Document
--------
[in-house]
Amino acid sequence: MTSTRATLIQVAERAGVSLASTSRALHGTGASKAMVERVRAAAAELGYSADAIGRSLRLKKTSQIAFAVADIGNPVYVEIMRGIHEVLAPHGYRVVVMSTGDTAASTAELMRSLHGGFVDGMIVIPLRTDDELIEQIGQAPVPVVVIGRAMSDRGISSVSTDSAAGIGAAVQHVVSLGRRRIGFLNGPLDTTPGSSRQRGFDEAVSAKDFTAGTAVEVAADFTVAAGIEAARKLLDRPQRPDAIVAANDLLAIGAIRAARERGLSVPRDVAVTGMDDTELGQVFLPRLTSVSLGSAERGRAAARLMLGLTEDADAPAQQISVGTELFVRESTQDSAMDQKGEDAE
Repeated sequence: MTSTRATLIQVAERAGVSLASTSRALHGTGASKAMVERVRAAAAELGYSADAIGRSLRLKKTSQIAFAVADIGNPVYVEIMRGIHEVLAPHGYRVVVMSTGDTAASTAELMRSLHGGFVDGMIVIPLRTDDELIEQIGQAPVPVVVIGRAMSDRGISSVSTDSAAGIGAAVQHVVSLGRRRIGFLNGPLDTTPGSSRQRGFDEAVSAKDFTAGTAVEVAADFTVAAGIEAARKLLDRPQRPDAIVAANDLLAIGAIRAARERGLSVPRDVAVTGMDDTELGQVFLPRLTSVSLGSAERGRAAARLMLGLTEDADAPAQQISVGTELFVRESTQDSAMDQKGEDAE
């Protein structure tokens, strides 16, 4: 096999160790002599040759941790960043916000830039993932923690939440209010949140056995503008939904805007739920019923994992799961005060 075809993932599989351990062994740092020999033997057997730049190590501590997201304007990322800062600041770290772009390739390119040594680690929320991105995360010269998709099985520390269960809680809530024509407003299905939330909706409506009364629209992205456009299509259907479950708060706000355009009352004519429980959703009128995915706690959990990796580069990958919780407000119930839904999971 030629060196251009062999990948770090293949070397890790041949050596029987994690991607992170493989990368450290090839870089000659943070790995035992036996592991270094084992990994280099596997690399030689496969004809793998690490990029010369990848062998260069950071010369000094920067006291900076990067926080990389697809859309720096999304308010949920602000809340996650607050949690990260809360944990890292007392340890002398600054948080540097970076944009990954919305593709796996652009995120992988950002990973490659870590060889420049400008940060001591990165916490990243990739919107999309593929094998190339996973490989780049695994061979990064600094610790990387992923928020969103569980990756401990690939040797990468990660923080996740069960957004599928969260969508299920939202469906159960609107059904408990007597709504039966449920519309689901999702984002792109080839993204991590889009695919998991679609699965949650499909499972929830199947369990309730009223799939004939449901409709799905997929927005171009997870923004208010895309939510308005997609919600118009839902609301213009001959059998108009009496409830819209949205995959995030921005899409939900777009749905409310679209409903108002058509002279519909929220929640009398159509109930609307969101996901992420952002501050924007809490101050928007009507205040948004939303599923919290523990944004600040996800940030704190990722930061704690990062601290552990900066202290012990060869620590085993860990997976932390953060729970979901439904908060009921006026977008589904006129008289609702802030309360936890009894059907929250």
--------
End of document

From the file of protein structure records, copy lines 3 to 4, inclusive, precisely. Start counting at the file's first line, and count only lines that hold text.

Repeated sequence: MTSTRATLIQVAERAGVSLASTSRALHGTGASKAMVERVRAAAAELGYSADAIGRSLRLKKTSQIAFAVADIGNPVYVEIMRGIHEVLAPHGYRVVVMSTGDTAASTAELMRSLHGGFVDGMIVIPLRTDDELIEQIGQAPVPVVVIGRAMSDRGISSVSTDSAAGIGAAVQHVVSLGRRRIGFLNGPLDTTPGSSRQRGFDEAVSAKDFTAGTAVEVAADFTVAAGIEAARKLLDRPQRPDAIVAANDLLAIGAIRAARERGLSVPRDVAVTGMDDTELGQVFLPRLTSVSLGSAERGRAAARLMLGLTEDADAPAQQISVGTELFVRESTQDSAMDQKGEDAE
């Protein structure tokens, strides 16, 4: 096999160790002599040759941790960043916000830039993932923690939440209010949140056995503008939904805007739920019923994992799961005060 075809993932599989351990062994740092020999033997057997730049190590501590997201304007990322800062600041770290772009390739390119040594680690929320991105995360010269998709099985520390269960809680809530024509407003299905939330909706409506009364629209992205456009299509259907479950708060706000355009009352004519429980959703009128995915706690959990990796580069990958919780407000119930839904999971 030629060196251009062999990948770090293949070397890790041949050596029987994690991607992170493989990368450290090839870089000659943070790995035992036996592991270094084992990994280099596997690399030689496969004809793998690490990029010369990848062998260069950071010369000094920067006291900076990067926080990389697809859309720096999304308010949920602000809340996650607050949690990260809360944990890292007392340890002398600054948080540097970076944009990954919305593709796996652009995120992988950002990973490659870590060889420049400008940060001591990165916490990243990739919107999309593929094998190339996973490989780049695994061979990064600094610790990387992923928020969103569980990756401990690939040797990468990660923080996740069960957004599928969260969508299920939202469906159960609107059904408990007597709504039966449920519309689901999702984002792109080839993204991590889009695919998991679609699965949650499909499972929830199947369990309730009223799939004939449901409709799905997929927005171009997870923004208010895309939510308005997609919600118009839902609301213009001959059998108009009496409830819209949205995959995030921005899409939900777009749905409310679209409903108002058509002279519909929220929640009398159509109930609307969101996901992420952002501050924007809490101050928007009507205040948004939303599923919290523990944004600040996800940030704190990722930061704690990062601290552990900066202290012990060869620590085993860990997976932390953060729970979901439904908060009921006026977008589904006129008289609702802030309360936890009894059907929250």